Debra Dickerson gets on my last freakin' nerve today. I haven't even lit my first candle and already I'm getting upset defending my family tradition. Her NYT editorial is an insult that is popping the veins on my forehead.
First let's get to standing:
Until two years ago, the mere mention of Kwanzaa would have me cracking wise about kente cloth boxer shorts and artificially lengthened dreadlocks � and cultural pride as mere show and consumerism.
and with dripping condescention worthy of Chirac
and then the blatant contradiction:
Kwanzaa, like Christianity, does nothing for me but I have to respect that it does for others.
In rejecting Christmas and Christianity, blacks reject the primary force for black American sustenance and resistance.
So presuming you are black, how the hell did you make it in this world if Christianity does nothing for you?
I would suspect that Dickerson has been sustained by family, friends, wit and salary, and by some measure of bourgie brotherhood she no doubt recieves in the rarified world of published authors on black subjects. It's certainly her prerogative to reject Kwanzaa after her brief and superficial encounters, but to suggest that other black families are incapable of her level of perception is nothing but prejudice of the ugliest order.
From someone who doesn't celebrate it we get this observation.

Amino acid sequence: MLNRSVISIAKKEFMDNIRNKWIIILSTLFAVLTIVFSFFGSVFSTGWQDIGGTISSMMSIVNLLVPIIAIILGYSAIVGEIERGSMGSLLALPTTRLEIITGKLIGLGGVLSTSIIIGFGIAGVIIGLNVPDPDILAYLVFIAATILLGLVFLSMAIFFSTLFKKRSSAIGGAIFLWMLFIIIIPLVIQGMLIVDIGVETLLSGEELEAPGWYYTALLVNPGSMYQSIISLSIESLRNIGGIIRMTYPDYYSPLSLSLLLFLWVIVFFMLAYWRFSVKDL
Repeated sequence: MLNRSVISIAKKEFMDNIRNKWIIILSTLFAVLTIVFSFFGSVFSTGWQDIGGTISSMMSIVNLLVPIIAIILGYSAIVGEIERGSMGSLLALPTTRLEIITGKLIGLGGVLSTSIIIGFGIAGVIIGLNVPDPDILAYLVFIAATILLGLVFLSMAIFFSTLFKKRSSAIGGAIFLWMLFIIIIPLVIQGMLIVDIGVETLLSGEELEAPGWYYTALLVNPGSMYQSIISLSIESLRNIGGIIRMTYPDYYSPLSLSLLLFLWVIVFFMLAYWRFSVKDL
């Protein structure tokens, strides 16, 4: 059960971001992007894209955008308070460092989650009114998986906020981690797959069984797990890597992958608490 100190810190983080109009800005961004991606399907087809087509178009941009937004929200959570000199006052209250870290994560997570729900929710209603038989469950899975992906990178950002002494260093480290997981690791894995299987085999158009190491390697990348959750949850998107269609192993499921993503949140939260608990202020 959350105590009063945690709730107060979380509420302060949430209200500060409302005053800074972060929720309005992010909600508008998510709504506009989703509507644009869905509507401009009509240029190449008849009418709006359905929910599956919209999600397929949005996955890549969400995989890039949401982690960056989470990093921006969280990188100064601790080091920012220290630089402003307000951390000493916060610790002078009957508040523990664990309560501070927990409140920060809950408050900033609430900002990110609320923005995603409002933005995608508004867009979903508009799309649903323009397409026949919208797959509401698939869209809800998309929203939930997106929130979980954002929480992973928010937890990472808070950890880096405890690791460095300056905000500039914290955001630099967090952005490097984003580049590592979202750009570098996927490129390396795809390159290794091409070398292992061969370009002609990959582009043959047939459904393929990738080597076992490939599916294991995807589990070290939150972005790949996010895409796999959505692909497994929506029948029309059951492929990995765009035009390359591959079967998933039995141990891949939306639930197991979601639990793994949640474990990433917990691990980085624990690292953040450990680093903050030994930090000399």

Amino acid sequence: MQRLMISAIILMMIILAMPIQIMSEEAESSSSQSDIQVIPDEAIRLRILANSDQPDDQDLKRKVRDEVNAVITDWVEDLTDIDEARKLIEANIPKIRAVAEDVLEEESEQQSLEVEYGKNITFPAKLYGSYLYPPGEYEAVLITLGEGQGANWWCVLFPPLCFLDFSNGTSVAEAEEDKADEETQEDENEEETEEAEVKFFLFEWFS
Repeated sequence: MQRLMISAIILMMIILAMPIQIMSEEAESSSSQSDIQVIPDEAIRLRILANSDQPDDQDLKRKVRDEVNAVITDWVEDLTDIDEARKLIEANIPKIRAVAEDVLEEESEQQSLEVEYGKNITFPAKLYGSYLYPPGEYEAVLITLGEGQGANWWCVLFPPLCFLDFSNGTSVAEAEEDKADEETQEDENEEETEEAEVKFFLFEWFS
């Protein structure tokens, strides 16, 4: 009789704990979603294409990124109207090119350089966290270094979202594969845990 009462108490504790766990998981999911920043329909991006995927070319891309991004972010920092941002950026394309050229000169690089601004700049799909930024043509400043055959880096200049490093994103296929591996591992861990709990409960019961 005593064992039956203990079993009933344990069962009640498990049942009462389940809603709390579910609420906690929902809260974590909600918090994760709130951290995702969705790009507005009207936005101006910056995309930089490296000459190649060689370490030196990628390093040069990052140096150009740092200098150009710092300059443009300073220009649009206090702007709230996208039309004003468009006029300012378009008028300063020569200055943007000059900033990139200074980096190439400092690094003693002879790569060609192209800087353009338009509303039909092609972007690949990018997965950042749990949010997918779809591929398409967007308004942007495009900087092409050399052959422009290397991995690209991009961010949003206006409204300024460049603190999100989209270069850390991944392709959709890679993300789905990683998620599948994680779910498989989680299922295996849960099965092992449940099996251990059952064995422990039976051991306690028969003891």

Too often, though, Kwanzaa feels as if it is more about thumbing black noses at white America than at embracing the lost cause of resuming our Africanness.Feels? Is this is what you feel when you watch other people celebrate Kwanzaa, or this is what you feel about black people who you interpret as having a need to celebrate Kwanzaa? What are we to make of your feelings, Debra?
I say we make a dash for the exit. Throw this baby out with the bathwater.
I've said it once and I'll say it again hopefully for the last time. There is nothing quite so annoying and wrong-headed as an atheist critic of religious practice. It is another example of Secularism Gone Wrong. I am insulted by the insinuation that anyone who celebrates Kwanzaa is rejectionist,. I think I have as much right as anyone to say so, considering that I was there at the beginning. It may be impossible for some to recover any spirit of Christmas from the din of commercialism that surrounds it, but that is their own failing, not the failing of Christmas itself. For someone who has only tolerance for Christianity, we can expect very little respect for Kwanzaa?
That said, it can be said of some afrocentrics, what I say of most hiphopers: grow up. But even I have lived in love with hiphop having nursed it through its infancy when none thought it would amount to anything, much less international commercial success and artistic influence. But just as it is intellectually dishonest to allow people who don't do much listening to be music critics or much reading to be literary critics, there's something wrong with people with no respect for popular celebrations being called to comment.
It is not with some irony that I recognize the sort of intellectuals, artists, professionals and political activists who established the context from which the ideas of Kwanzaa emerged would be among the first to deride superficiality and commercialism. But anyone with an ounce of reason would be able to research and discover such things. We were not all born yesterday.
At any rate, I'm not writing at my best because just dealing with this kind of ignorant and snotty bias gives me headaches. I've thrown away at least 7 paragraphs as it is. Piss on Dickerson, better yet lock her in a room with Coulter. They deserve each other.